%n None Platform-specific line separator.
%o Integer (incl. byte, short, int, long, BigInt) Octal number
%s Any type String value
%t Date/Time (includes long, Calendar, Date, and TemporalAccessor) %t is the prefix for date and time conversions. More formatting flags are needed after this. See date and time conversion above. The full list can be found here
%x Integer (incl. byte, short, int, long, BigInt) Hex string

System.out.printf() method

Another way of formatting strings in Java is using the printf() method. This method prints the contents on the standard output stream and does not return anything:

System.out.printf("I am %s!%n", "John Doe");
System.out.printf("Total price is %.2f USD%n", 99.3);
System.out.printf("Today date is %tD%n", LocalDate.now());

// I am John Doe!
// Total price is 99.30 USD
// Today date is 10/03/21

The printf() method uses the same underlying principles as the String.format() method. This is because both these methods internally use the Formatter class to format strings. Thus, everything said for String.format() also applies to the printf() method.

The only difference is the return type; printf() prints the formatted string to the standard output stream (mostly console), whereas String.format() returns the formatted string. This makes String.format() more versatile as you can use the returned value in more than one way.

String.formatted() method

The String.formatted() method was introduced in Java 15 for formatting an instance of the String class using the supplied arguments.

This method is equivalent to String.format() with default locale except that it must be called on an already declared instance of String:

String str = "Date is %tD and time is %tT";
String formatted = str.formatted(LocalDate.now(), LocalTime.now());

System.out.println(formatted);
// Date is 10/03/21 and time is 16:13:57

Formatter class

All of the above three methods internally use the Formatter class to format strings. You can use the same specifiers to format a string using any of them. They only differ on return type and whether to create an instance or not.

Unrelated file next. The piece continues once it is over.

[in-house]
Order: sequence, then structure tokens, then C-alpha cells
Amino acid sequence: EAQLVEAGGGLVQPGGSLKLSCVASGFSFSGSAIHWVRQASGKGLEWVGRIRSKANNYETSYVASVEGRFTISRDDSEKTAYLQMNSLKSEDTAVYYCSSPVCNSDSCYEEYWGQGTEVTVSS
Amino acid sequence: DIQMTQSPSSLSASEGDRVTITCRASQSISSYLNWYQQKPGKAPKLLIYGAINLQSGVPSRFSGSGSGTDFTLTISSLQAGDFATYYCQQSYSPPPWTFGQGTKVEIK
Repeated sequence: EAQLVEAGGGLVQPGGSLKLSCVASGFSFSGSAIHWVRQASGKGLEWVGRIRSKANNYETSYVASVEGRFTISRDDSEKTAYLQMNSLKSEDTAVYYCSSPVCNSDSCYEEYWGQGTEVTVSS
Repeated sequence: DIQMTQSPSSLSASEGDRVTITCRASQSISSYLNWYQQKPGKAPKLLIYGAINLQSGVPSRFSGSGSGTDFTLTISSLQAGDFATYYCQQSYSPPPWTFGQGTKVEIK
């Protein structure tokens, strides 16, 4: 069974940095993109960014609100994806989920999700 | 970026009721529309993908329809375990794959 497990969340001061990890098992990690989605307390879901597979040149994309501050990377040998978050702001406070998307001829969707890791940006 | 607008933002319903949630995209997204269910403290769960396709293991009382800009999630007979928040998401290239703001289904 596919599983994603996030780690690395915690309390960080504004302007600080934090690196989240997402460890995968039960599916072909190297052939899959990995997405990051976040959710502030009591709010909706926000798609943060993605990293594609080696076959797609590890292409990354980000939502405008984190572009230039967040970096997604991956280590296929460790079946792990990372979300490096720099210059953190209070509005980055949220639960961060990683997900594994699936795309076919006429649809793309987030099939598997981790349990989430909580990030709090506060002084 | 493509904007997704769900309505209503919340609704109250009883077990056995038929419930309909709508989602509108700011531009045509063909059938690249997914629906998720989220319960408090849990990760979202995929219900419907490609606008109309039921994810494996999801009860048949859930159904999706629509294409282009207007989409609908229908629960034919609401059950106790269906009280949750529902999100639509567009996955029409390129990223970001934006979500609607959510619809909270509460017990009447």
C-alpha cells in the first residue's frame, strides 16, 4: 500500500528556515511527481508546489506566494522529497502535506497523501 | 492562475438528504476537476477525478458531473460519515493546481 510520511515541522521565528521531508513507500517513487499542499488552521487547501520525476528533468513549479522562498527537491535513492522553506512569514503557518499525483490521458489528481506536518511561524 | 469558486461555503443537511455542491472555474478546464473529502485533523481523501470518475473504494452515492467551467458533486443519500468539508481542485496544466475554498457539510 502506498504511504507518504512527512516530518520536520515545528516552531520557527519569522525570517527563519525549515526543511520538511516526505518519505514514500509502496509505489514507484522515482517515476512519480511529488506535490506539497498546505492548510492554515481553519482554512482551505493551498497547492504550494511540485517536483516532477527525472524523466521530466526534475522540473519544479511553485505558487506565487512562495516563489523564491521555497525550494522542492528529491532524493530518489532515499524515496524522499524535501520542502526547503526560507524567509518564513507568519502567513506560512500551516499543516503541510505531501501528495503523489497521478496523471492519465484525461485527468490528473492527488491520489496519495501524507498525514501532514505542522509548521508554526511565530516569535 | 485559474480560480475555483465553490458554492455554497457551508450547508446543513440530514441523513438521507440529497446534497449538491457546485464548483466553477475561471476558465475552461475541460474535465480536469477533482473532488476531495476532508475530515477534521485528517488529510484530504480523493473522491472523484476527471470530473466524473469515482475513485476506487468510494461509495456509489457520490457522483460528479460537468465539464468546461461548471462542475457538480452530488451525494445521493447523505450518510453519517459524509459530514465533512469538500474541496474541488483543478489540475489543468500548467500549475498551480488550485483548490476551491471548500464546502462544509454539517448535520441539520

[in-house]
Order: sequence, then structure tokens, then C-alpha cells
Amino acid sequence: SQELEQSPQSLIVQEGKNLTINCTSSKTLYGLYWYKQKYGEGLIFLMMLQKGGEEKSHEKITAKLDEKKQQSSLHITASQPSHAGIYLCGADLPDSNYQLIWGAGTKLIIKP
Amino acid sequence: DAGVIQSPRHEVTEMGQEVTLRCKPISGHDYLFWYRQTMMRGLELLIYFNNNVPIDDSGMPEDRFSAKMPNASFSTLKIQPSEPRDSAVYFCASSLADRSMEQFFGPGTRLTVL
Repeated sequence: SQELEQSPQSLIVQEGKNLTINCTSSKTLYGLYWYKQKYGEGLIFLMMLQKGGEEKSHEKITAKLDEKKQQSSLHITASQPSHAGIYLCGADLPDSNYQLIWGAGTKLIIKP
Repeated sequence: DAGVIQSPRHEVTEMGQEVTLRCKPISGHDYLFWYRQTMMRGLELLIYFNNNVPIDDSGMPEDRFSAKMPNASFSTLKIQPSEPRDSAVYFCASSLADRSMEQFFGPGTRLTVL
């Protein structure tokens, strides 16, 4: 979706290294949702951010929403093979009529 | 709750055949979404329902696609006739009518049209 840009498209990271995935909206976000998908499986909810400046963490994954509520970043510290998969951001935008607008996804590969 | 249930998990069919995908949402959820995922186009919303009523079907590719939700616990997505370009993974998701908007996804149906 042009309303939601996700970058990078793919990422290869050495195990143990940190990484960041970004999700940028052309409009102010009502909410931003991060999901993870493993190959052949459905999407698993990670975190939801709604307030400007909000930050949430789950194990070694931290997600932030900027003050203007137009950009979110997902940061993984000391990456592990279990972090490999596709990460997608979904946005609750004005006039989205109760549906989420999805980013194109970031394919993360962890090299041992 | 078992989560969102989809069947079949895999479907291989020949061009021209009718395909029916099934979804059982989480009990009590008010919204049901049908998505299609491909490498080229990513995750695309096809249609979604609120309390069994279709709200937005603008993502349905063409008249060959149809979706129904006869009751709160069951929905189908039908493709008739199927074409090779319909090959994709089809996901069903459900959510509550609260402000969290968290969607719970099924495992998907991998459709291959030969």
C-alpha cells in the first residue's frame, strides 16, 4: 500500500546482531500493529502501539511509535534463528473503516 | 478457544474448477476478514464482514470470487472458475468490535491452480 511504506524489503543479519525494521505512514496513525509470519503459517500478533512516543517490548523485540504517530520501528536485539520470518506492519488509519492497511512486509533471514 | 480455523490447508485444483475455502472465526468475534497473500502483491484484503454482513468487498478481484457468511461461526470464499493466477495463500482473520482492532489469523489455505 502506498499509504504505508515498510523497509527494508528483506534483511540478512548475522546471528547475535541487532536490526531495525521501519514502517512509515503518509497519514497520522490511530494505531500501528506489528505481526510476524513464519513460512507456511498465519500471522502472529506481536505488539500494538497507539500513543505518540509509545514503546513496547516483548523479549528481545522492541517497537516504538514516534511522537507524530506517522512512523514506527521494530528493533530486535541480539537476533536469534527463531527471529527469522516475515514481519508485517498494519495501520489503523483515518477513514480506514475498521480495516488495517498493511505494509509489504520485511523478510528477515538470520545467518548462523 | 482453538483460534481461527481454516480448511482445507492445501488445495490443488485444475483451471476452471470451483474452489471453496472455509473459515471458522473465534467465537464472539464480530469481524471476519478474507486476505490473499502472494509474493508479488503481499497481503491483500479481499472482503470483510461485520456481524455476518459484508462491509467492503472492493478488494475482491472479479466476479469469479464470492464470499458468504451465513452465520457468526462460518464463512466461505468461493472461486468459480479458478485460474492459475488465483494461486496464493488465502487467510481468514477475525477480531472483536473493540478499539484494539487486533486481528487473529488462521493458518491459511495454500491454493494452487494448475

To use the Formatter class directly, you need to instantiate a new instance by using its constructor:

Formatter formatter = new Formatter();
formatter.format("Date is %tD and time is %tT", LocalDate.now(), LocalTime.now());

System.out.println(formatter);
// Date is 10/03/21 and time is 16:25:07

The Formatter class also works with StringBuilder that makes it a more flexible option:

StringBuilder builder = new StringBuilder();
Formatter formatter = new Formatter(builder);
formatter.format("Date is %tD and time is %tT", LocalDate.now(), LocalTime.now());
System.out.println(builder);
// Date is 10/03/21 and time is 16:30:32

MessageFormat class

Finally, the last way of formatting strings in Java that does not use Formatter under the hood is the MessageFormat class.

The MessageFormat class provides methods to create concatenated messages in a language-neutral way. It means the formatted messages will be the same regardless of the programming language used to construct them. This makes it suitable to create messages that are displayed to the end-users.

The MessageFormat class takes in a set of objects, formats them, and then replaces the patterns at the appropriate places with the formatted strings.

Here is an example:

String name = "John Doe";
String buy = "a coffee for $3.49";

String str = MessageFormat.format("{0} bought {1} on {2, date, long} at {2, time}.",
        name, buy, new Date());

System.out.println(str);
// John Doe bought a coffee for $3.49 on 3 October 2021 at 9:30:47 pm.

As you can see above, we are using curly brackets ({}) called a pattern for each of the arguments instead of percentage specifiers (%).

Let us take a look at the third pattern — {2, date, long}. The number 2 refers to the index of the argument that should be inserted in its place. In our case, it is a Date object.

The second part, date, represents the format type of the argument. There are four top-level format types: number, date, time, and choice.

The last part, long, represents the format style used to make a more specified selection. The date format type has short, medium, long, and full as format styles.

The MessageFormat class also supports localization of the messages:

MessageFormat form = new MessageFormat("{0} price starts from {1, number, currency}", 
        Locale.US);

System.out.println(form.format(new Object[]{"Tesla", 39900}));
// Tesla price starts from $39,900.00

For a complete list of format types and format styles, visit the documentation.